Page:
• Is there enough evidence against the defendant for a guilty verdict at trial? You can’t plead guilty under an Alford Plea if there isn’t enough proof you’ve committed the crime.

Alford Plea Benefits Both Sides

Under an Alford Plea, a defendant admits that the evidence against them would likely persuade a judge or jury to find a verdict of guilty beyond a reasonable doubt, but maintains his or her innocence.  That doesn’t exactly sound like a real guilty plea then, so why are they even allowed?

In the case that went to the U.S. Supreme Court that led to the development of the Alford Plea, at the defendant’s guilty plea hearing he testified that he didn’t commit the crime he was charged with, but was pleading guilty to avoid getting a death penalty sentence.  That’s the plus side to any guilty plea—pleading guilty to a lesser crime to avoid a heavier sentence.  For the state, it’s about judicial efficiency, but for a defendant it’s about not gambling the odds.

Not every state allows Alford Pleas and in those states a defendant would have to plead “not guilty” to maintain their innocence.  For all intents and purposes, this costs time and money because it leads to a lengthy trial.  Plea deals keep cases off the docket, ensure time served, and give defendants the benefit of a lesser sentence.

Teen Could Get Conviction Dismissed

The evidence against Howard must have been damning for him to take the plea, but it paid off for him because he won’t have to serve any jail time.  The sentenced Howard to 300 hours of community service, but granted a withheld judgment.  Under Idaho law, judgments can be withheld to get them off the docket.  The benefit of this kind of judgment is that it gives the defendant a chance to have his record cleared later.

Here’s how it typically works—a defendant pleads guilty, is granted a withheld judgment, the case is closed, and, if the defendant abides by the term of their guilty plea, the conviction gets dismissed.  Think of it like putting your case on hold—a probationary period if you will.  If you behave, don’t get in any more trouble, and follow the terms of your guilty plea agreement with the state, then your case gets dismissed at the end of the probationary period.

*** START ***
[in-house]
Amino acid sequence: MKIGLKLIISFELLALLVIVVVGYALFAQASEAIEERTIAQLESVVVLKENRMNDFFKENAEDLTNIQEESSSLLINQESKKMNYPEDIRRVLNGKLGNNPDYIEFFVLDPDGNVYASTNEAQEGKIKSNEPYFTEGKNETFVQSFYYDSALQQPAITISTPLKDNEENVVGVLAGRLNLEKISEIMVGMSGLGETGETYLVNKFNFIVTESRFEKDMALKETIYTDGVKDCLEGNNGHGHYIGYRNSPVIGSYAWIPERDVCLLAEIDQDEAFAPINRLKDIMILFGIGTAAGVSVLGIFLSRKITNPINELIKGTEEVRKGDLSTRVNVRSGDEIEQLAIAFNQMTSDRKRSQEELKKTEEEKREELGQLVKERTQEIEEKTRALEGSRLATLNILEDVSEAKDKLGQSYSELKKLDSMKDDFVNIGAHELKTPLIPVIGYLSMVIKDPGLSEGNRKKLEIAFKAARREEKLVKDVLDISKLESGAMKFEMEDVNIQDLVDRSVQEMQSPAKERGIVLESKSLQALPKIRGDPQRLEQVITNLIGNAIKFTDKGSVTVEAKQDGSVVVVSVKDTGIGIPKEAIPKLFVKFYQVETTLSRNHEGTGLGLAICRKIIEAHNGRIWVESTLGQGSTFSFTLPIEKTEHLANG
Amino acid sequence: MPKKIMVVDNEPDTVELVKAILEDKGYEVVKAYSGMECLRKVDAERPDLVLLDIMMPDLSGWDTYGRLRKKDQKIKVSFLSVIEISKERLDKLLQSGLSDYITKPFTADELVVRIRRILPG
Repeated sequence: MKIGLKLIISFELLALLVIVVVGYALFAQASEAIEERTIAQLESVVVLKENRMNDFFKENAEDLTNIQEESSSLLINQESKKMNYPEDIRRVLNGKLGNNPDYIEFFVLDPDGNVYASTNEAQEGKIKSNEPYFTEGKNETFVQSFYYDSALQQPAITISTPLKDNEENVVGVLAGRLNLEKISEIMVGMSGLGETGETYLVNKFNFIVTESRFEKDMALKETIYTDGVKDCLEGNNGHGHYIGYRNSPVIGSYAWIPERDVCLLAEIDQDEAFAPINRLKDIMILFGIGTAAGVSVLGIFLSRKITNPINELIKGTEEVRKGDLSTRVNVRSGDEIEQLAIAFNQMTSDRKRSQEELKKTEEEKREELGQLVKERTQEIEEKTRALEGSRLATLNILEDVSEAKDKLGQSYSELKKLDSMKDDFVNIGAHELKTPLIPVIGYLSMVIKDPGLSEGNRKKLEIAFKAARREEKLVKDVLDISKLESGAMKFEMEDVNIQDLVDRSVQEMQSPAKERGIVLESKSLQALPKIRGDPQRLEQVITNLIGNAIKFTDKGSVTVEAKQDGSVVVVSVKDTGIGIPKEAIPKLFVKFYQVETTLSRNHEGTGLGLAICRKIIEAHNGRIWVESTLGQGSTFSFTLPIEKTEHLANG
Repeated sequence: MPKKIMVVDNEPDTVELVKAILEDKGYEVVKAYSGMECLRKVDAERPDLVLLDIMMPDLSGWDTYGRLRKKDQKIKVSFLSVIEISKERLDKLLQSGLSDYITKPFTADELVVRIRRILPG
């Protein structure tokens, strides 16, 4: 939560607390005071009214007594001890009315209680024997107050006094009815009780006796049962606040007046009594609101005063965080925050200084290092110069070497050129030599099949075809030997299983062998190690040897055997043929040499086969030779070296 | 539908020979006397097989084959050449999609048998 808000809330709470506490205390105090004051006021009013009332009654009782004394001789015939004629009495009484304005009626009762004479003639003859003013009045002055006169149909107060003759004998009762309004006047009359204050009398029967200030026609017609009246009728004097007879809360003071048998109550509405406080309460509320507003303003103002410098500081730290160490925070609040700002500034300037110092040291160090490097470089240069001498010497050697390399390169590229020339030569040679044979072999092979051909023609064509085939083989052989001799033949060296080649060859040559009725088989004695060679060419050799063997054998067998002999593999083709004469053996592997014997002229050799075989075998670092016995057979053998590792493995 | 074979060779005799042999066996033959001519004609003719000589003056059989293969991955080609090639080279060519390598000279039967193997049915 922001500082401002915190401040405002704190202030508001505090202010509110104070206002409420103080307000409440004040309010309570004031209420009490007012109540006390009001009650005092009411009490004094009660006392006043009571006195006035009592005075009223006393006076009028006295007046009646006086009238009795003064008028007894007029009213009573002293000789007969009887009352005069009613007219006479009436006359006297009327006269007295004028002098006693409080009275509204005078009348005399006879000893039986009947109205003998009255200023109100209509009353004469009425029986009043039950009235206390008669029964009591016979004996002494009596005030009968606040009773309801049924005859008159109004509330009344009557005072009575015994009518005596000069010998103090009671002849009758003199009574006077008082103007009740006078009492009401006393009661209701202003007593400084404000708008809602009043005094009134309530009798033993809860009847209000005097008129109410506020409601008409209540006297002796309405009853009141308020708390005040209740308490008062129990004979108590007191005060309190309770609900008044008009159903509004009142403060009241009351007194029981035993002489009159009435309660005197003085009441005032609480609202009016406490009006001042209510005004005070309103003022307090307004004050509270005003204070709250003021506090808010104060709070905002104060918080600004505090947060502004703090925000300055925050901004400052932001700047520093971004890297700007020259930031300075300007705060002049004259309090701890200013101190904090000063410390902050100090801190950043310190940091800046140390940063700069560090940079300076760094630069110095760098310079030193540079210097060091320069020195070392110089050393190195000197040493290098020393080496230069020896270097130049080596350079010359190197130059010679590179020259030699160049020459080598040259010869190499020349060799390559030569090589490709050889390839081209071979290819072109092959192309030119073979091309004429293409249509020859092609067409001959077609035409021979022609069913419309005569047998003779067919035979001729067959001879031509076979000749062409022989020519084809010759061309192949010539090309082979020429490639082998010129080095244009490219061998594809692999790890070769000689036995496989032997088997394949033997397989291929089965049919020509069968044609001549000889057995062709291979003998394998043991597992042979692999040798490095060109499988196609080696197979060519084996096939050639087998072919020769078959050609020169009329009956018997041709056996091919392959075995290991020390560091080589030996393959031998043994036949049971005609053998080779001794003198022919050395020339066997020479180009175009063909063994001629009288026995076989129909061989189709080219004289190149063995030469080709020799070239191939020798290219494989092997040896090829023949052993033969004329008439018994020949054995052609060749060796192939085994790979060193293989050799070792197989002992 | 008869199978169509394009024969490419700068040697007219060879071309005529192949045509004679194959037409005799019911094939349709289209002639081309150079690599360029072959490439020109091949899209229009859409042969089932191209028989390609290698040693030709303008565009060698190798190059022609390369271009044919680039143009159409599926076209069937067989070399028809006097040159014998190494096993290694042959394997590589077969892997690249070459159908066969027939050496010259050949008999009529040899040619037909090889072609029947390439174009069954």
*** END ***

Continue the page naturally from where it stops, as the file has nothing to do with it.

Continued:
Immigration: Why Did Border Patrol Ask for ID on a Domestic Flight?

A recent domestic flight was boarded by immigration officers who asked to see passengers’ identification. The flight from San Francisco to New York was met by two U.S. Customs and Border Protection (“CBP”) agents who were conducting a search at the request of Immigration and Customs Enforcement. According to CBP, an immigrant who had legal immigration documents received a deportation order after multiple criminal convictions for domestic assault, driving while impaired, and violating a protective order. The agents were in search of this unidentified immigrant, but did not find the person on the flight.

Was this Action Typical?

According to the New York Civil Liberties Union, law enforcement officials sometimes board airplanes to apprehend a suspect or fugitive. They occasionally may pull someone off a flight or officers will enter a plane to make an arrest. However, it is highly unusual for officials to do what they did here – wait outside an arriving plane to ask for identification from each passenger.

ImmigrationWhy Did CBP Ask Passengers for ID?

During campaign season, President Trump promised his supporters he would deport “bad dudes” or “bad hombres”, a term he coined for immigrants convicted of crimes. It appears he’s trying to make good on his promise.

Asking for identification from each passenger was without a doubt atypical for CBP and certainly not protocol. Due to this unusual action by CBP, people are starting to question whether it was connected to President Trump’s new immigration guidelines. Under the Obama administration, U.S. Immigration and Customs Enforcement (“ICE”) prioritized finding and deporting undocumented immigrants with prior criminal convictions. The Trump administration has taken this one step further. Under the Trump administration, the Department of Homeland Security issued guidelines to ICE and CBP empowering federal agents to detain, target and deport any immigrant currently in the United States without documentation. This includes immigrants who have no past criminal convictions.

What are the Immigration Laws in the U.S.?

The Immigration and Naturalization Act (“INA”) is the body of law that governs current immigration policy.

There are essentially three ways to legally immigrate to the United States. First, an immediate family relative can sponsor anyone seeking immigration visas so long as the immigrant is at least 21 years old and can demonstrate either the sponsor or the immigrant has the financial means to support him or herself in the United States. Second, individuals who leave their home country to avoid persecution can obtain refugee status through the U.S. Embassy, thereby obtaining refugee and asylum status. Third, lawful permanent residency allows for a foreign national to work and live lawfully in the U.S. This is known as obtaining an employment or work visa.

Are Immigrants a Problem in the U.S.?